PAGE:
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Home / Case Digests / Supreme Court, Monroe County — Prejudgment Interest: Lehning v. Lehning

Supreme Court, Monroe County — Prejudgment Interest: Lehning v. Lehning

Supreme Court, Monroe County

Prejudgment Interest

Maintenance Awards

Lehning v. Lehning
Justice Dollinger

Background: Both parties had brought motions regarding a consent order requiring the husband to pay maintenance. The maintenance order was dated 2009 and the husband owed more than $26,000 in unpaid maintenance for failure to pay for 18 months. The court granted the wife’s motion awarding her arrears for the unpaid maintenance.
However, when the wife submitted the order to the court, she asserted a claim for prejudgment interest on the amount of the unpaid maintenance. Counsel for the husband argued that prejudgment interest is not an appropriate award and moreover, the wife had failed to request such interest in her original papers.

Ruling: The court ordered that the wife must compute the interest on each missed payment and when that amount is tallied, the court will sign an order incorporating the prejudgment interest into the arrears for the unpaid maintenance.
The court reasoned that the prevailing policy in New York is that interest must be added in actions where a person is deprived of the use of money if the plaintiff is to be made whole. In the matrimonial context, prejudgment interest is available if the failure to pay is willful. The court found that the husband’s failure to pay was willful as he made no payments and never moved for relief for a period in excess of 16 months.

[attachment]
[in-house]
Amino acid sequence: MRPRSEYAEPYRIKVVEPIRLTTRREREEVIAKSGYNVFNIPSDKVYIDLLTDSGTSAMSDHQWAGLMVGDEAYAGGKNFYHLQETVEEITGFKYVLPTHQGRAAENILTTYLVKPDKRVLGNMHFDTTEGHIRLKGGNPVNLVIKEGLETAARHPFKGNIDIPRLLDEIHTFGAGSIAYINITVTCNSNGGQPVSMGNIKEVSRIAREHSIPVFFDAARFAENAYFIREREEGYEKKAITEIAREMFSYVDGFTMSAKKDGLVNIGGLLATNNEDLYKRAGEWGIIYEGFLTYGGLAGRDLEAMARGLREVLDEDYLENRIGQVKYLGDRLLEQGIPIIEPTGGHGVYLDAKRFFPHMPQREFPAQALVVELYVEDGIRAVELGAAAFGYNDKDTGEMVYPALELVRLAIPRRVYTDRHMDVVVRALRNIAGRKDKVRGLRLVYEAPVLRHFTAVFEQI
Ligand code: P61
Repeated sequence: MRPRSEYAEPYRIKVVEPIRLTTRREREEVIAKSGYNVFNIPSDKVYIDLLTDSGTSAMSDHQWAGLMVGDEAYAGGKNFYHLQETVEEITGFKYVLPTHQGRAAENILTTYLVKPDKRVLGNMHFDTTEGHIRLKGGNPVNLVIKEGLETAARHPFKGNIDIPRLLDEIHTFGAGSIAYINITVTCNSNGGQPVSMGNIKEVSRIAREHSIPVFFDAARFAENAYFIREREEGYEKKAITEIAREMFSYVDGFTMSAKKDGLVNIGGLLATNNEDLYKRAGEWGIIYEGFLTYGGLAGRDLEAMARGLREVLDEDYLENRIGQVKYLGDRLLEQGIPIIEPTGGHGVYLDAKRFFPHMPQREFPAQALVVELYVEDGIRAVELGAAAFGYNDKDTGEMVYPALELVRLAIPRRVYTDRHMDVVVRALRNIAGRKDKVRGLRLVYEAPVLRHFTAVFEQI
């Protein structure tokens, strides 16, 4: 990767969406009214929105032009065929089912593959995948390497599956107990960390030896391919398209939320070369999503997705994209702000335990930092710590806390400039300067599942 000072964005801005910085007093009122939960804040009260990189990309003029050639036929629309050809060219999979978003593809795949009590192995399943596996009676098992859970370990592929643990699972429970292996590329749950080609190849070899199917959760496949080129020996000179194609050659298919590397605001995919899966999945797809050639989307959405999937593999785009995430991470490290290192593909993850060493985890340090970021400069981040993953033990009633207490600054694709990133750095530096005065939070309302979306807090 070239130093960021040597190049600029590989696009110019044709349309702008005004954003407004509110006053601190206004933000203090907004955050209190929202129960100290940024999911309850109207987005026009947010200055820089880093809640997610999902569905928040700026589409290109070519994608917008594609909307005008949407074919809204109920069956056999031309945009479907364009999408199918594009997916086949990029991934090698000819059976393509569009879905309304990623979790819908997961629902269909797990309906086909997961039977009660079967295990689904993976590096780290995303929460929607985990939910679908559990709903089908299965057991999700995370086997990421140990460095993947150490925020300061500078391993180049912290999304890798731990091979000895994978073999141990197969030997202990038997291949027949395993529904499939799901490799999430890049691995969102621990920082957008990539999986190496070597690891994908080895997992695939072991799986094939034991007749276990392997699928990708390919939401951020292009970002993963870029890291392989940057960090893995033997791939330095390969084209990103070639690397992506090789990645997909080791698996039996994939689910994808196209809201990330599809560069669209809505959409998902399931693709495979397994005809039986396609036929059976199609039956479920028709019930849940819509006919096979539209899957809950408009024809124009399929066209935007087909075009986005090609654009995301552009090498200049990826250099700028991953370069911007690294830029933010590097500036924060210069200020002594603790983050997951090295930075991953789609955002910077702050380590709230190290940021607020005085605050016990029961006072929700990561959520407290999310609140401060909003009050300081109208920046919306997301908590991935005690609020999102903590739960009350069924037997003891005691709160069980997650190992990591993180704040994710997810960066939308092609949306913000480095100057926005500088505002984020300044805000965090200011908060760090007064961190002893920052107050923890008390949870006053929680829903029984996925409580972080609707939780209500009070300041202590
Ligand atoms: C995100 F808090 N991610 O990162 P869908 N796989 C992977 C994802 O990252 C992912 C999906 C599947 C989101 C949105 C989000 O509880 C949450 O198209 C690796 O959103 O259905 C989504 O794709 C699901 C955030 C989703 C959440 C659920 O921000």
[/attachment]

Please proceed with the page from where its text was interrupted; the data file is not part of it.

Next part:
The court rejected the husband’s argument that the interest on maintenance payments ought to have been included as part of the usual “prayer for relief” contained in the wife’s motion papers. The case law cited by the court held that prejudgment interest is always available despite the lack of a demand for the same. In the context of a matrimonial action, the prejudgment interest is available as the wife had been deprived of the use of money rightfully owed to her.

Sharon P. Stiller for the plaintiff; Ronald T. Bircher for the defendant